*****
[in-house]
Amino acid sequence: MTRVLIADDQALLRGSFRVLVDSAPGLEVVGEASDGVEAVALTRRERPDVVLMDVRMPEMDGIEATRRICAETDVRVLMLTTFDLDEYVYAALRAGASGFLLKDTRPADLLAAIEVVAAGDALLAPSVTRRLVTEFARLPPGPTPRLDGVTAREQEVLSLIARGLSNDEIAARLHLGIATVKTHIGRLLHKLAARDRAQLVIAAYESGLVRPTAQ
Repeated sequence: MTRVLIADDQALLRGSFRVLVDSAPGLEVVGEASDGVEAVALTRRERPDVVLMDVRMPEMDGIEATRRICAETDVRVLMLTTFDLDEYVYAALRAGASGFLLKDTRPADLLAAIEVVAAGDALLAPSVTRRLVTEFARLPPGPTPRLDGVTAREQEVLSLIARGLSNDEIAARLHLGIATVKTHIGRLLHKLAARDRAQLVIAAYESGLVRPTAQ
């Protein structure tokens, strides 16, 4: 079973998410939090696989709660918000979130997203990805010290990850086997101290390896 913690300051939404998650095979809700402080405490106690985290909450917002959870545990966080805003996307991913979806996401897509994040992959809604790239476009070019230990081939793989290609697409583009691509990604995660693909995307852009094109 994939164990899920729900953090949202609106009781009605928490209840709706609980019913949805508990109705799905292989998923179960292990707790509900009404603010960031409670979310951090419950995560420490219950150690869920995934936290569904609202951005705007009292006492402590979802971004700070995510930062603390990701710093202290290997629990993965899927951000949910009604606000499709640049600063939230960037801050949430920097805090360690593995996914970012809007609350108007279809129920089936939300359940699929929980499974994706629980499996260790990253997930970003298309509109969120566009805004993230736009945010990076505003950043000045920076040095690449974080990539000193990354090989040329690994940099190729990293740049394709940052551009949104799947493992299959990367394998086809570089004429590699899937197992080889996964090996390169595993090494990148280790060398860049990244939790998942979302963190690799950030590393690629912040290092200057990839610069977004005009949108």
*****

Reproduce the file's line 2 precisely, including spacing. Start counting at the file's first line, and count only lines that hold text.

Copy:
Amino acid sequence: MTRVLIADDQALLRGSFRVLVDSAPGLEVVGEASDGVEAVALTRRERPDVVLMDVRMPEMDGIEATRRICAETDVRVLMLTTFDLDEYVYAALRAGASGFLLKDTRPADLLAAIEVVAAGDALLAPSVTRRLVTEFARLPPGPTPRLDGVTAREQEVLSLIARGLSNDEIAARLHLGIATVKTHIGRLLHKLAARDRAQLVIAAYESGLVRPTAQ